Perth property a powerhouse
As property investors along the eastern seaboard increasingly turn their attention to the western state, the best place to park investment dollars may not necessarily be in mining towns.
A growing number of interstate investors are choosing to leverage their hard-earned funds into the WA property market, and for good reason.
“Just in terms of overall investment, Western Australia is a powerhouse,” confirms Andrew Peterson of NextHotSpot.com.au.
“In dollar terms, Western Australia attracts far more resource investment than any other state or territory in Australia.”
The state’s appeal to property investors is the double whammy of strong capital growth predictions and increasing rental yields, adds Ryan Crawford, managing director of the Crawford Property Group. These, when combined, are giving would-be landlords “growing confidence in the Western Australian property market”.
“Investors are beginning to understand that, on a national basis, Western Australia now offers some of the best rental returns and potential capital growth rates in Australia,” he says.
“The economy is mining based, and the Perth property market is starting to benefit from the impact of the massive investment in the resources sector. This impact is very apparent in suburbs surrounding Perth airport, where there is now a huge demand for rental accommodation from fly-in, fly-out [FIFO] workers, and property values in these suburbs are now beginning to surge.”
Proceed with caution
While it’s clear that the resources-rich western state is benefiting heavily from mining in terms of economic prosperity, Peterson warns investors not to jump into a mining town investment too quickly. This is because it’s not the actual mining towns that landlords should be focusing on, he clarifies, but where the miners are settling down and spending their income.
“Where are FIFO miners spending their dough? That’s the question investors should be asking,” Peterson says.
“It’s where they live – that’s where they buy their clothes and go out for dinner, and buy a house. They might work in remote mining areas such as Port Hedland and Newman in the Pilbara, but no one really wants to live at Port Hedland unless they have to for work. Buying into expensive towns is way too much money for mum and dad investors to put on the line.”
These mining ‘boom towns’ have attracted much attention for their escalating house prices – in Port Hedland, for instance, the median house price is a whopping $1.675m – and “on that basis alone, we recommend that investors steer well clear”, Peterson adds.
“Perth was identified in a recent federal government report on FIFO workers, as [being] the area in Western Australia where these well-paid transient workers spend their dough, and that’s where you can take advantage.”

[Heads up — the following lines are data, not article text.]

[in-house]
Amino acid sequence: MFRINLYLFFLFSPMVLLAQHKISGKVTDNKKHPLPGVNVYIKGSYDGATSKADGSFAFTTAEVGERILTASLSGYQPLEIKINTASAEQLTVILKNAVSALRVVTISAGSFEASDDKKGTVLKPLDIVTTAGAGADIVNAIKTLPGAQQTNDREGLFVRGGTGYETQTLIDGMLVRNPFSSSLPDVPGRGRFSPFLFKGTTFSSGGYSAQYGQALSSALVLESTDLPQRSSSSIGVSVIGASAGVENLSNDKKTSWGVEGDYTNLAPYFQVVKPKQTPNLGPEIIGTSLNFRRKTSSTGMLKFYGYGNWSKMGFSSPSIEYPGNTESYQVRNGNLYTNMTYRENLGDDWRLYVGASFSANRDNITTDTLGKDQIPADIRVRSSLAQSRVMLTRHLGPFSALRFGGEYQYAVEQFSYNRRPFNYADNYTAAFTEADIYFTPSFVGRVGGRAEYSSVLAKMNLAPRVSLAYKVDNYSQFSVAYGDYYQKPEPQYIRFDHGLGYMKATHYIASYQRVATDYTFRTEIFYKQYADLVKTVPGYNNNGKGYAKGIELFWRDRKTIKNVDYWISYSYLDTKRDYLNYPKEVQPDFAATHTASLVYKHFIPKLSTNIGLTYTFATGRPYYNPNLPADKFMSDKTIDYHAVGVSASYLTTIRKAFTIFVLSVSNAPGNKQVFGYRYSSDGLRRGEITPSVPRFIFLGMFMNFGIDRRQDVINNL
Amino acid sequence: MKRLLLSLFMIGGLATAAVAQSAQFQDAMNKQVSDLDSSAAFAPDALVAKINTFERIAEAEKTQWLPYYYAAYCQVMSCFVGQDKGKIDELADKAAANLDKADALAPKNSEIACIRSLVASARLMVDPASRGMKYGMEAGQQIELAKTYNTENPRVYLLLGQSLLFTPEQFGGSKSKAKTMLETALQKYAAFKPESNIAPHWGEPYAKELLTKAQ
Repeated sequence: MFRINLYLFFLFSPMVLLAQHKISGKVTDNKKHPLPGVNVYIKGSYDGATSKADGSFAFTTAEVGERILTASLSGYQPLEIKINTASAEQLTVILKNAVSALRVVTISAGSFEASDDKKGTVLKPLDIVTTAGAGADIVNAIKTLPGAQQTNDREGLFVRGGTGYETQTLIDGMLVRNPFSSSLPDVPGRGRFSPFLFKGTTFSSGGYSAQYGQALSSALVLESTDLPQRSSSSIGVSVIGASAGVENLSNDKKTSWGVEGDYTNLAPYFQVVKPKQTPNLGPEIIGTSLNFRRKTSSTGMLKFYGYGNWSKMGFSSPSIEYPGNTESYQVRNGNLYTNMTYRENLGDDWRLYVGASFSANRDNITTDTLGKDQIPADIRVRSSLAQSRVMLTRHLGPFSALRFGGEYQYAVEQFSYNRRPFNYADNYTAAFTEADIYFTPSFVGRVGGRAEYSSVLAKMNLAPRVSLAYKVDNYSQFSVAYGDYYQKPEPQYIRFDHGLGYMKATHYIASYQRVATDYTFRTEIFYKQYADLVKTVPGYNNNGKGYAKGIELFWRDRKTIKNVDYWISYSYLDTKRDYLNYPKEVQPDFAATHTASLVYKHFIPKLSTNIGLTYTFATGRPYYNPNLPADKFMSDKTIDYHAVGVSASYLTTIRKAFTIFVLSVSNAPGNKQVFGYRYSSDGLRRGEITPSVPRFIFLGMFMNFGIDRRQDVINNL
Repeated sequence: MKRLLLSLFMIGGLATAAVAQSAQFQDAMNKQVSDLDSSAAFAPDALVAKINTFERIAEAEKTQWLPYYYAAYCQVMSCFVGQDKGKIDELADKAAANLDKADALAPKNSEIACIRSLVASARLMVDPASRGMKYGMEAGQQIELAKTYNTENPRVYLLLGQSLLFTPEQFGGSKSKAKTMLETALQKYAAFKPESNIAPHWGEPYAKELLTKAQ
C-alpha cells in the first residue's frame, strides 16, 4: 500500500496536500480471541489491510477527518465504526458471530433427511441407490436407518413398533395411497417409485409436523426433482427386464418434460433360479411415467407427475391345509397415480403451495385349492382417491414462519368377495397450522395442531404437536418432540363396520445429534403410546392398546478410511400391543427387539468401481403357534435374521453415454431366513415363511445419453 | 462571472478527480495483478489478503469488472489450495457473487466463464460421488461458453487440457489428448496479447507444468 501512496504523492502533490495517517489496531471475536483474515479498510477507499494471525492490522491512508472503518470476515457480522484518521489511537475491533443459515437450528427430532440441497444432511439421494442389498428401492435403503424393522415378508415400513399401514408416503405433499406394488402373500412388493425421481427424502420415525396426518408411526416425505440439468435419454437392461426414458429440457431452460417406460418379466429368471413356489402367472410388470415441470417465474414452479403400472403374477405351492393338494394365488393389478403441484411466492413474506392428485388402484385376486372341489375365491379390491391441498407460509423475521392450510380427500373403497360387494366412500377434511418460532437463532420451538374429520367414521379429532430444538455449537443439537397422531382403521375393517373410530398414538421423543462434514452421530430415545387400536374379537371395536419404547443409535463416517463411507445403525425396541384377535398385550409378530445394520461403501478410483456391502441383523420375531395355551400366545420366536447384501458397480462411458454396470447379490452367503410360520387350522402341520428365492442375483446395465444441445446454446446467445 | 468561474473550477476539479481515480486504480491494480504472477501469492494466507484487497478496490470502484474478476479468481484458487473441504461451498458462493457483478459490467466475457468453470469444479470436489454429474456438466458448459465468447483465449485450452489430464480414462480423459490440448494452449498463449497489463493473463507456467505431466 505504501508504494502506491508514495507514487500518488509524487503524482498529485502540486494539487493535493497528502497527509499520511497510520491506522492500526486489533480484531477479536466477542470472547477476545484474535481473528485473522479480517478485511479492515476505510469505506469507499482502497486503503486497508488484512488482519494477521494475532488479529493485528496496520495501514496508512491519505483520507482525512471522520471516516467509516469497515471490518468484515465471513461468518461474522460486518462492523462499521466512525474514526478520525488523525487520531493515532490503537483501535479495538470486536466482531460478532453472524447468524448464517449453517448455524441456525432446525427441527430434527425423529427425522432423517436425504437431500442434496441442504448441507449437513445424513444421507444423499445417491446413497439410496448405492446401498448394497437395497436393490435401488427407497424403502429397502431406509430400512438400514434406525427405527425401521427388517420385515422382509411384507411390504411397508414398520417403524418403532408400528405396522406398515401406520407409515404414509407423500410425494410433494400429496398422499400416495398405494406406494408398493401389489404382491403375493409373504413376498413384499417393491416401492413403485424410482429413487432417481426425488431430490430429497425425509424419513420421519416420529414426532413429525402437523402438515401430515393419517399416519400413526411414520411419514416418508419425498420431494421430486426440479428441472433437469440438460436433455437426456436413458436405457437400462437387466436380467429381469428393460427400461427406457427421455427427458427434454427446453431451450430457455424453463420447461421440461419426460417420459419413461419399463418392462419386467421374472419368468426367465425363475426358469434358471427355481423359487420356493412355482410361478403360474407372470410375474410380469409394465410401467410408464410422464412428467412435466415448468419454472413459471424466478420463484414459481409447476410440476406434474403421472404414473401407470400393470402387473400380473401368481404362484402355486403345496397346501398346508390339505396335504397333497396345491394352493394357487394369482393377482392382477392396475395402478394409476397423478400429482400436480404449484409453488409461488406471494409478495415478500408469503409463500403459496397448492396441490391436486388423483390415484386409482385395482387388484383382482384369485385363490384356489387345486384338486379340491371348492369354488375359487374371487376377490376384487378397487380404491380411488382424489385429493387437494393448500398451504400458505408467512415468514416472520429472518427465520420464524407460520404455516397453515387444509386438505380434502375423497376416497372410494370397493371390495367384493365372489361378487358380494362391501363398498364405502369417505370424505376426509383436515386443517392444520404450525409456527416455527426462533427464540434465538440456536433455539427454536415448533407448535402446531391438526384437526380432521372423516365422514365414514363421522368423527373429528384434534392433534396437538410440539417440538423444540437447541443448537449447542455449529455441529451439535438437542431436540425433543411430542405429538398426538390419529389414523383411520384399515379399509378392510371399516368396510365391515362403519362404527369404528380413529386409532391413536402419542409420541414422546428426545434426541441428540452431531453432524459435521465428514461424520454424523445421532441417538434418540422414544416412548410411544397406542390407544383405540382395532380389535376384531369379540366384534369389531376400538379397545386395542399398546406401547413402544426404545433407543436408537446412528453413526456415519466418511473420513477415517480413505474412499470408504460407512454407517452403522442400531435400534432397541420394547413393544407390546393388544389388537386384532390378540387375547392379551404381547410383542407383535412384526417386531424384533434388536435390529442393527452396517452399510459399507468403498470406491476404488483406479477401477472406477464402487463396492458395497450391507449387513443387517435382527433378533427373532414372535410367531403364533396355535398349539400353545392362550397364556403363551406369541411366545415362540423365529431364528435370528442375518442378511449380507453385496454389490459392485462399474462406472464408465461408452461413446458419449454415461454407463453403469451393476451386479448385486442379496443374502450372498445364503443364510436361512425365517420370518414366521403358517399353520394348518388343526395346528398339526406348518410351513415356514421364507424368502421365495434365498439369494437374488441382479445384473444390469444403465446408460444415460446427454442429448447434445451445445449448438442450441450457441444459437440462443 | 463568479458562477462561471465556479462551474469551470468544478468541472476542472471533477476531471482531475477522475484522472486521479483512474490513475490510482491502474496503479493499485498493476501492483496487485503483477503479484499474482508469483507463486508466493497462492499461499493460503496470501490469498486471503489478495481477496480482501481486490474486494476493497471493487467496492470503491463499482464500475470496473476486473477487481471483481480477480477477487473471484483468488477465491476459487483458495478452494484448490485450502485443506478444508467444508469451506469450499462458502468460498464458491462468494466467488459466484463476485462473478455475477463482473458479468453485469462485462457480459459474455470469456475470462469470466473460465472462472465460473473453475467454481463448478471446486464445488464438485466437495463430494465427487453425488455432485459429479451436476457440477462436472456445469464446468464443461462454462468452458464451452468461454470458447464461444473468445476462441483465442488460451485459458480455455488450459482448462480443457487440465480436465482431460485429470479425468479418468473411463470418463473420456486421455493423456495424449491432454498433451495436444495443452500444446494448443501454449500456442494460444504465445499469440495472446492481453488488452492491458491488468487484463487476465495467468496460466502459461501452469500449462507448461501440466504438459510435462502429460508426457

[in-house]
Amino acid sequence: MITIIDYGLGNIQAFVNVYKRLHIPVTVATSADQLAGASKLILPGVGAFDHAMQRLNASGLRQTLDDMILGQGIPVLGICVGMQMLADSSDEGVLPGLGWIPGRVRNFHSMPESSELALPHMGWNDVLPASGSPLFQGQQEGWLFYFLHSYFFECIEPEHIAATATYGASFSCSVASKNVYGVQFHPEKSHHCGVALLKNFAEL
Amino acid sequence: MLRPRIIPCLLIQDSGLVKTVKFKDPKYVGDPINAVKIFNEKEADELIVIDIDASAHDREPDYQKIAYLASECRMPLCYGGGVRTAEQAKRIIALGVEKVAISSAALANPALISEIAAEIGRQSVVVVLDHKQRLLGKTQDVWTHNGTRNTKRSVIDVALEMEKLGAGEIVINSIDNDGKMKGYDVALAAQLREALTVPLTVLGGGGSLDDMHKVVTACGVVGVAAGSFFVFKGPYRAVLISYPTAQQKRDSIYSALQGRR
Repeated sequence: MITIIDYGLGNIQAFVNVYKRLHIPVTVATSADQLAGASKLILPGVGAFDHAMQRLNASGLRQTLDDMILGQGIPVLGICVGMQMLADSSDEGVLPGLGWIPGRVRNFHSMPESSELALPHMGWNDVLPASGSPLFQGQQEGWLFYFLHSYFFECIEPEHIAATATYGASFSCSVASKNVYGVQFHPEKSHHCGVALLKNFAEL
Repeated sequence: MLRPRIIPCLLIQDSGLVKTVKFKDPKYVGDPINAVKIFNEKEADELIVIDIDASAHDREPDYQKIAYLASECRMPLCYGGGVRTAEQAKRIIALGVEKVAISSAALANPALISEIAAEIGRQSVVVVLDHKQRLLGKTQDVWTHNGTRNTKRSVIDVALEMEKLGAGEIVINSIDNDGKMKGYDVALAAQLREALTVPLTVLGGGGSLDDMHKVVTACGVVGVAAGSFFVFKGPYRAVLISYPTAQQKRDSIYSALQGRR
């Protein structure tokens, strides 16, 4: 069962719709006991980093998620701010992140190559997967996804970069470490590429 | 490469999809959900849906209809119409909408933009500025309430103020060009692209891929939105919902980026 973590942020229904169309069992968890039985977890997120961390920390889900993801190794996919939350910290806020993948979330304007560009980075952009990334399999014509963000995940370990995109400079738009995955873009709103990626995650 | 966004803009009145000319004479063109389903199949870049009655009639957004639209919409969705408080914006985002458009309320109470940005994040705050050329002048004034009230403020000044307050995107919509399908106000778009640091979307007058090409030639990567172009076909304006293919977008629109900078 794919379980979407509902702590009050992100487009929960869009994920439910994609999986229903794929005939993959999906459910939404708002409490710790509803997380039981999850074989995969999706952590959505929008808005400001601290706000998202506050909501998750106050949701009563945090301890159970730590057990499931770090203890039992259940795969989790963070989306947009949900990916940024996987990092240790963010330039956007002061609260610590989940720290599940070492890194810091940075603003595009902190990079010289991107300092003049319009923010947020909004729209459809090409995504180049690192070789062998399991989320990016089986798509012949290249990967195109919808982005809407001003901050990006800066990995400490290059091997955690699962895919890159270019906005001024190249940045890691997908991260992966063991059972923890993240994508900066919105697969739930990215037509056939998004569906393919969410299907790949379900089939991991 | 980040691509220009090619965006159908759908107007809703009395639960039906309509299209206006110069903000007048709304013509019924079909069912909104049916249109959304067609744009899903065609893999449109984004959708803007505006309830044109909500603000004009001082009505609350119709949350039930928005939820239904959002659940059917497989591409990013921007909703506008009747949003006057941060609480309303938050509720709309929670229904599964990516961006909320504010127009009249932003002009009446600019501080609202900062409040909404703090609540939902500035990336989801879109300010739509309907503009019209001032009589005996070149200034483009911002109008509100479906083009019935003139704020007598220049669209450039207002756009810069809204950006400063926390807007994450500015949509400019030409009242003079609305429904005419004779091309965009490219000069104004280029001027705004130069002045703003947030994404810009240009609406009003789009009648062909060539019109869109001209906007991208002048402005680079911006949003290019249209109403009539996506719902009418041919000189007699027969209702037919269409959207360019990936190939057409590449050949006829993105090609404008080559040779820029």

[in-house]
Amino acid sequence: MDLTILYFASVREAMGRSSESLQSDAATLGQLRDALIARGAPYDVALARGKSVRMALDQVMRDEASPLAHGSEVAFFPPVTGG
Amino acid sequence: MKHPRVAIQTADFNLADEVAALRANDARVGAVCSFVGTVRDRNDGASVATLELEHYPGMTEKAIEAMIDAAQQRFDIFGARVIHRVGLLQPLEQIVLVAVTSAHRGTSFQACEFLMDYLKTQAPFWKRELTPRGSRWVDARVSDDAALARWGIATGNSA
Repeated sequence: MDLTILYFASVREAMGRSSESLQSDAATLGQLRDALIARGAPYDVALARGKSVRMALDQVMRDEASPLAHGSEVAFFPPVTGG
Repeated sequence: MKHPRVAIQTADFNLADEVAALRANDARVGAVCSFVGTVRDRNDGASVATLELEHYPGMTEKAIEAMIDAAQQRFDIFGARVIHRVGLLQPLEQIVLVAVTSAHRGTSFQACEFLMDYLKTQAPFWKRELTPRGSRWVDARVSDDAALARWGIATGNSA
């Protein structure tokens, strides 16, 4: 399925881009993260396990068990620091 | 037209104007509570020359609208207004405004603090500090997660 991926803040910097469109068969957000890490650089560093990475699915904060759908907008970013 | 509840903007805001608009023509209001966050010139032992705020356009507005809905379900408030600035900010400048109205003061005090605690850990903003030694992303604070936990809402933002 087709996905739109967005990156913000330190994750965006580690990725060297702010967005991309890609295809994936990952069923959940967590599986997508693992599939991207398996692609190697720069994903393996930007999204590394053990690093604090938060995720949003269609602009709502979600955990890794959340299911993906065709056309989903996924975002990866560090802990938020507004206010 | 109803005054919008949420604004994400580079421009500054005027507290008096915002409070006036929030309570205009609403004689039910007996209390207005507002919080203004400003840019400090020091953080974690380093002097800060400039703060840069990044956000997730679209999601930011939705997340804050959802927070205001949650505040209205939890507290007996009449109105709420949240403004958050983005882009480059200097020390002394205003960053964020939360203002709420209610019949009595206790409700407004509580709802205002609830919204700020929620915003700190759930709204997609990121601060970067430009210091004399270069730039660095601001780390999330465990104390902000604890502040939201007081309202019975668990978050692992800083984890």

What’s more, in an RP Data report put out last year that assessed the top 50suburbs for capital growth over the last 10 years, the lion’s share were in WA. “Out of the list of 50, 24 were in Western Australia. Of these, 14 were affordable suburbs in and around Perth,” Peterson says.
“It’s an indication that Perth is a strong capture point for the wages of FIFO mining workers. We like affordable areas around Midland, Murdoch and Rockingham, but there are many other well-priced areas with
strong growth prospects.”
The $500m town
Between March 2012 and March 2013, more than $535m in property has changed hands in mining town Newman (around 1,200km northeast of Perth). The highest sale was $3.75m, while the average price point was $935,000.
Owner-occupiers take the lead?
“Low mortgage interest rates and high rents may mean that it becomes cheaper for people to buy than to rent in some areas, creating an owneroccupier market and reducing demand for rentals,” Crawford warns.
“However, with the ongoing housing shortage in Australia and the rental market going strong, any increase in homebuyers is unlikely to have a significant effect on the rental market in most areas.”
Spotlight on: Rockingham
Steve Fletcher, of Acton Real Estate in Rockingham, describes a popular community that has grown by 20,000 people in the last five years
Rockingham is a growing, family friendly residential community on the seafront southwest of Perth, and south of Fremantle. Home to around 105,000 people, this beachside suburb is attracting plenty of interest from investors and owner-occupiers alike.
The neighbourhood: Rockingham has a vibrant cafe strip with wine and tapas bars, cafes, a couple of nice pubs and very good restaurants, all a few metres from the beach. The beachfront is very calm, with no massive waves, and the ocean is immaculately clean.
Proximity to Perth: We have very good public transport here. From the beachfront to the train station is only a 10-minute drive, and you can pick up the train and be in Perth in 30 to 40 minutes.
The property market: Properties from $300,000 to $450,000 are the most sought after. It’s leaning towards a buyer’s market now – we’re currently on the brink of an even market favouring neither buyers nor sellers.
Prestige buys: The Esplanade, Rockingham Beach Road, and Arcadia Drive are spectacular, but purchase prices are in the millions.
Best suburbs: The most sought after areas would be Palm Beach, Rockingham Beach, and central Rockingham, including the Meadows Estate and Rockingham Park.
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